At the beginning of last week, as social unrest around the country started to spill over into the Twitter accounts of current and former college football players, Iowa would have seemed an unlikely place to search for resentment seeping out of its foundation.
From the outside, the image of Iowa’s program has been as steady and low-key as that of its coach, Kirk Ferentz, who does not self-promote, does not allow his players to self-promote and whose ethos has revolved entirely around the consistent grind of 8-5 seasons, give or take a couple wins. Boring was the brand Ferentz has packaged and sold time and again as his contract grew longer and his power over the Iowa athletic department deepened.
And yet, in recent days, the entire country has learned what’s been simmering under the surface of that culture and it’s not pretty.
For Ferentz, it may not be survivable.
A critical mass of players — nearly 50 and counting — have come forward to describe a program that left them feeling bullied, belittled and stripped of their identity by an unreasonable demand to conform. Many of the accusations have come from black players, but not all. Taken at face value, the allegations paint the picture of a program with a race problem but also a deficiency in treating players with basic dignity.
Ferentz has said subsequently he was unaware of those issues before they surfaced on social media. He’s also said he wants to play a lead role in fixing them.
But on both counts, Ferentz has one major credibility problem that will be impossible to escape: The coaches being held most responsible by the former players are his son, Brian Ferentz, and a strength coach in Chris Doyle, who has been his closest professional associate for the length of his tenure.
Kirk Ferentz has mostly been spared of direct accusations of mistreatment until Monday night when former star receiver Derrell Johnson-Koulianos wrote a withering account of his time at Iowa. In addition to accusations of racially-biased mistreatment by Doyle, he accused Kirk Ferentz of frequently chastising him for “my attire and mannerisms while out at Iowa City” and of smearing him with NFL teams before the draft. He also alleged that Ferentz “orchestrated” a police raid that led to him being kicked off the team with “no due process, no counseling, no treatment programs, and no second chances.”
Many Ferentz supporters will point out that there were legitimate reasons for Johnson-Koulianos, who is now a Div. II coach, to land in the doghouse on occasion during his playing career. His Iowa career ended when he was charged with five drug offenses, though only one of them — a guilty plea for marijuana possession — stuck.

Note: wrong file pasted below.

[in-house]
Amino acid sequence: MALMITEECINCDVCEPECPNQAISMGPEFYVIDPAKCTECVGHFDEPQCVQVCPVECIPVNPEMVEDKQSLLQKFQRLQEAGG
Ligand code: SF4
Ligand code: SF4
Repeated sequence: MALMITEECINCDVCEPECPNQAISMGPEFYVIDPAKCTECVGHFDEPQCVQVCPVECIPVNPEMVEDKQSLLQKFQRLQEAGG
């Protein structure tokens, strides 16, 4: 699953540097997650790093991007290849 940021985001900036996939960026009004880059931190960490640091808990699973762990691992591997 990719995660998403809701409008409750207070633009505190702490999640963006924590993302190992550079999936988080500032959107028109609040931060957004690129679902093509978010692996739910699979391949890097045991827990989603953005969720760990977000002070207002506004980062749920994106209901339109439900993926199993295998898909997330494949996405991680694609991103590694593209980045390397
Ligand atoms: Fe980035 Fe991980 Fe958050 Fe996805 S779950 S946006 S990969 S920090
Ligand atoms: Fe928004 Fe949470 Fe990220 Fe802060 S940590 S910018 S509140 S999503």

On its own, many fans with blind loyalty to the program would try to marginalize the account of Johnson-Koulianos. Instead, it is supported by specific story after specific story of jokes and remarks that crossed way over the line, of players who saw the demand to conform as a double-standard that unfairly impacted black players.
Former linebacker Terrance Pryor recalled an incident where Doyle told him football might not be for him and that he should take up rowing before saying, “Oh wait, black people don’t like boats in water do they?” Diauntae Morrow, a former defensive back, said he was suspended by Kirk Ferentz because he pushed back on Doyle for a comment that insinuated he would be “sent back to the ghetto.”
Those incidents, and plenty more that came to light over the last several days, are too specific and too voluminous to ignore. These are memories that stuck with players long after their departures from Iowa, moments of pain that they are still reckoning with today.
Doyle, who denied the allegations of racism in a Twitter post on Sunday, has been placed on administrative leave while Iowa investigates these claims. But whenever this is over, can the school really isolate his actions from the head coach who oversaw him and empowered him?
It strains credulity to suggest that Doyle ran this tyrannical empire out of the weight room for more than two decades while Kirk Ferentz had no idea that players saw the treatment they endured as demeaning and racist. It’s hard to see how Brian Ferentz could be a problem without the tacit endorsement of his father.
The most charitable explanation is that Kirk Ferentz, like many coaches whose power is entrenched because of how much they’ve won, was too deeply immersed in his own bubble of comfort to really understand his own players or to see that the tactics used by his coaches had traversed beyond “old school” into something more sinister.
The less charitable explanation is that Ferentz knew how his players viewed the program all along and didn’t see the problem.
Those close to Ferentz say he has long modeled his approach after Bill Belichick, who hired him as the Cleveland Browns’ offensive line coach in 1993. Given Belichick’s control over every aspect of his organization, which seems more likely?
Either way, Iowa comes off looking like a program stuck in the past with no clue how to fix its future. It wasn’t even until this crisis, for goodness’ sakes, that the football team allowed current players to express themselves on social media. Can a 64-year old head coach who was either part of the problem or embarrassingly oblivious to it really be the one to engineer the necessary changes?
College coaching is a much different profession in 2020 than it was when Ferentz got to Iowa in 1999. The options players have to voice their concerns and build their brands are almost endless. The standards of how players should be treated and the experience they should have in college have been raised. Disciplinarians and tough coaches can still succeed, but you have to show the players that you care.
Until his world blew up last weekend, Ferentz looked like an aloof old man who just didn’t care what was happening right under his nose. He’s yet to offer a compelling case that he’s equipped to start now.